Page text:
Outlook: Can we see some Live@edu integration please?

Desktop clients such as Outlook and Thunderbird are not fully compatible with next-generation email services like Google Apps and Live@edu. Solution? Don't use them.
Written by Zack Whittaker, Contributor

With the wide availability of web mail, and the surge in Google Apps for Education and especially Microsoft's Live@edu service, applications such as Outlook, Thunderbird, Mail for Mac and suchlike are rendered useless to non-email features.

I'll admit first off that I'm a hypocrite when I write this, as I use desktop email in the form of Outlook 2010. I have one main email account with my university which acts as not only student correspondence, my credentials for Moodle but also for CBS and ZDNet email too. I shouldn't, but it's quite a nice email address.


The big thing here is the aforementioned outsourced services. With both Google Apps and Live@edu being provided for free, whichever one universities may choose, it's almost inevitable that the vast majority of institutions around the world will eventually sign up. In-house email services are expensive to maintain and inefficient in the long run, so institutions are being given a golden ticket with this.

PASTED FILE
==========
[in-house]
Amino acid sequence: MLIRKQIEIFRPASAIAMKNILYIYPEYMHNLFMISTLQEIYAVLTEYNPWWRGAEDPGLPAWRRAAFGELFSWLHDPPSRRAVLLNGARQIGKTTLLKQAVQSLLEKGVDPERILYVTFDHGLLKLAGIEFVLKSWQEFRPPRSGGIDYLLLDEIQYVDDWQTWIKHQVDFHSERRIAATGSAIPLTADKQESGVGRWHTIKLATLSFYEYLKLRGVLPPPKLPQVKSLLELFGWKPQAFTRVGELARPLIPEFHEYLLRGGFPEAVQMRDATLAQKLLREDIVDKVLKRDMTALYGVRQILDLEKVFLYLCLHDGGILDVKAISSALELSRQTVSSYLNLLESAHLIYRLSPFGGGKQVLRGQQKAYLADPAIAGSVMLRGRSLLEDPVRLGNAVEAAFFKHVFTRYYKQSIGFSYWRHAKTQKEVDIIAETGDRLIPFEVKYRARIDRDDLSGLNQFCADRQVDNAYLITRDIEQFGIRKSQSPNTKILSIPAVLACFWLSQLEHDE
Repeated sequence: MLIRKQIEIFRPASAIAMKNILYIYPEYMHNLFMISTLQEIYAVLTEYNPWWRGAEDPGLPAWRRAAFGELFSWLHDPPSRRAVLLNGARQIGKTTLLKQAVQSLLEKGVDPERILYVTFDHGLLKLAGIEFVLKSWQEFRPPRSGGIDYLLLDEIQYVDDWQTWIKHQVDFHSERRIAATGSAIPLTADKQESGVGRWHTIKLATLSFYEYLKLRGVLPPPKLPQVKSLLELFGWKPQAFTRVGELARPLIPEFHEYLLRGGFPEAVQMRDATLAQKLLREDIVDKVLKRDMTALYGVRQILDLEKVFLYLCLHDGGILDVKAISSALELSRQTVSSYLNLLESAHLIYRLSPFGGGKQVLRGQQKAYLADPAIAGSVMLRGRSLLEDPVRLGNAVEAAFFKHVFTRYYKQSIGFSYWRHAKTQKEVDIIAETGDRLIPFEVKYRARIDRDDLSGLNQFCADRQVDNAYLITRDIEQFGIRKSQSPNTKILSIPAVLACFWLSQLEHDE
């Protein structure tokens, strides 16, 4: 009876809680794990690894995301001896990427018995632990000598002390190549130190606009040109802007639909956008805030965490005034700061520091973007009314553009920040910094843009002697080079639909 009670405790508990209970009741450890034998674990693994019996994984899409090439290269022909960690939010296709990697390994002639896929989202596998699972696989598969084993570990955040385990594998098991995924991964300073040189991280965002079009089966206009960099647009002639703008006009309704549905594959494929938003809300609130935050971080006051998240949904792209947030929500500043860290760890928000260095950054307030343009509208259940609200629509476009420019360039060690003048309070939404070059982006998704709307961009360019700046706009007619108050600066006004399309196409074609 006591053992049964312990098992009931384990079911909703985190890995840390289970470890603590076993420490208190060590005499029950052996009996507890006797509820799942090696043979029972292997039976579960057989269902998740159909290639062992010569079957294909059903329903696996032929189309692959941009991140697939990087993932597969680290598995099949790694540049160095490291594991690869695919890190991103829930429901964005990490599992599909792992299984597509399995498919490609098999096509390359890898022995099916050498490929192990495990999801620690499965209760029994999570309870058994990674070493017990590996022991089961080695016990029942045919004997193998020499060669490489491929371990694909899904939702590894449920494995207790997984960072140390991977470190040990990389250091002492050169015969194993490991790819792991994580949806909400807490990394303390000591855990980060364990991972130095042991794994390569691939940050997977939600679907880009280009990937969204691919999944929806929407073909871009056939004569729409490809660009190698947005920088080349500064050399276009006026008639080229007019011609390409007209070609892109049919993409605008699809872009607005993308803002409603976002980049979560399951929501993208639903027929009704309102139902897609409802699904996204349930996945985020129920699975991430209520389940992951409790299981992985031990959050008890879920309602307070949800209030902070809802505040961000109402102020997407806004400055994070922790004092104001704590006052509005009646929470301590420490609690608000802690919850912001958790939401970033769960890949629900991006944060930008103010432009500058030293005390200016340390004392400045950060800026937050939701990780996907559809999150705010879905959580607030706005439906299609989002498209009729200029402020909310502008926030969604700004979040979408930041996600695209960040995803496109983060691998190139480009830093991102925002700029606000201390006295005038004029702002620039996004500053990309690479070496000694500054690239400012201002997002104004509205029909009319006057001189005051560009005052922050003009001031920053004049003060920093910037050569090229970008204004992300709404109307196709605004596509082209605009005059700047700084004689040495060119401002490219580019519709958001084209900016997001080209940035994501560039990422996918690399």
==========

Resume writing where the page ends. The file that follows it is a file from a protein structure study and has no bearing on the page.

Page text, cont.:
But Google Apps and Live@edu are not just email services. Though they have this as their major feature, they offer services such as calendars, instant messaging, group email lists, user presence and a whole plethora of other stuff which is not compatible with Outlook. I say Outlook because Google doesn't have a dedicated desktop email client, and seeing as most universities are going to Microsoft's Live@edu service, Outlook should be most likely to work with these features.

But it's not.

Maybe further on down the line, we could expect to see some form of Outlook add-in, their so-called Connectors, which allows other services to draw in information from other networks such as LinkedIn, Hotmail and soon to be Facebook.

Even though the instant messaging features included in Live@edu allows users to communicate with other students not only through the web interface but also Windows Live Messenger, having one browser open in Live@edu with access to instant messaging and email is more efficient than having two desktop applications running for two separate things.

So for now, even though Google Apps and Live@edu are two brilliant services which offer pretty much the same thing, but with a user interface preference down to the institutions, the desktop email market is not ready to accommodate all the features of these two services.

That is why, in my opinion, web mail access is good enough for now. Do you agree?

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